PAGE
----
Mind control in days of yore
hannibal at thegates.fsbusiness.co.uk
Mon May 19 15:17:50 EDT 2003
> don't have a concept of "mind" and a firm sense of individual identity
> which is controlled by said mind, how can you be threatened by having it
> taken over?
Fair question, but I'm not sure that this 'mind' was such an alien concept
in the Renaissance. I think Descartes had a pretty modern concept of mind
when he wrote _Discourse on Method_, for example. And Montaigne spent a lot
of time exploring the contours of his own mind and sensibility.
I think there is also
> a distinction between being made to forget, and being made to act as a
> puppet by someone taking over your mind.
Absolutely. That was a distinction I made in my original post.
I do have a
> strenuous objection to the way that modern people tend to overwrite
> sensibilities by saying, "well, we think this way, so even if they didn't
> use the same words, it must still have been pretty similar".
Me too. That's why I said 'might' rather than 'must'.
I don't think
> there is any evidence at all to support this kind of an attitude.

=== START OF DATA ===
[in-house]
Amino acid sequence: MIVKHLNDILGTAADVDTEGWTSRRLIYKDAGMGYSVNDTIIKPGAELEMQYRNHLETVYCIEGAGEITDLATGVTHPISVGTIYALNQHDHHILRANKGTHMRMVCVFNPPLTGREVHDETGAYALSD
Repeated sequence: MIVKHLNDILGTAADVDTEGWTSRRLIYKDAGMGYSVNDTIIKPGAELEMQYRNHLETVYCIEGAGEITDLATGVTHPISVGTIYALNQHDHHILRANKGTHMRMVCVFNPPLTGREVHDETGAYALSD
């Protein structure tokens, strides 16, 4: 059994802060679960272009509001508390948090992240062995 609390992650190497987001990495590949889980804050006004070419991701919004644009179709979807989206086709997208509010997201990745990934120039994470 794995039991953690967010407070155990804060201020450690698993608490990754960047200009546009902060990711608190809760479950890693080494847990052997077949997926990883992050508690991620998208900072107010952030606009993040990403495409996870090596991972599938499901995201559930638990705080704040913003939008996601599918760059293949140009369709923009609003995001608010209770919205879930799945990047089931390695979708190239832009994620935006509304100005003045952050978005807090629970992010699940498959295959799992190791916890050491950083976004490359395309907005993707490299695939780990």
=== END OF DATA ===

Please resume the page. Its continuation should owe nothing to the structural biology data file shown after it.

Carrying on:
Well, I wouldn't say no evidence at all, because after all we like they are
human beings, biologically wired up the same way, and able it seems at least
partially to relate something of their experience to our own (or we wouldn't
spend so much time reading their literature). Of course our understanding of
the past will always be imperfect, but like you (I think?) I'm not convinced
by the idea that the past is radically unknowable. It's another culture than
our own, that's all, and we're more likely to make mistakes in reading it
than in reading our own (just as I'd be more likely to misinterpret the
signals if I found myself in a Muslim country), but it's not totally
different in kind.
> better to go with the original contention that "mind-control" is a concept
> which developed in the late-nineteenth century.
I'm beginning to think I might steer clear of the whole question! It was
only for a footnote in the first place... :-)
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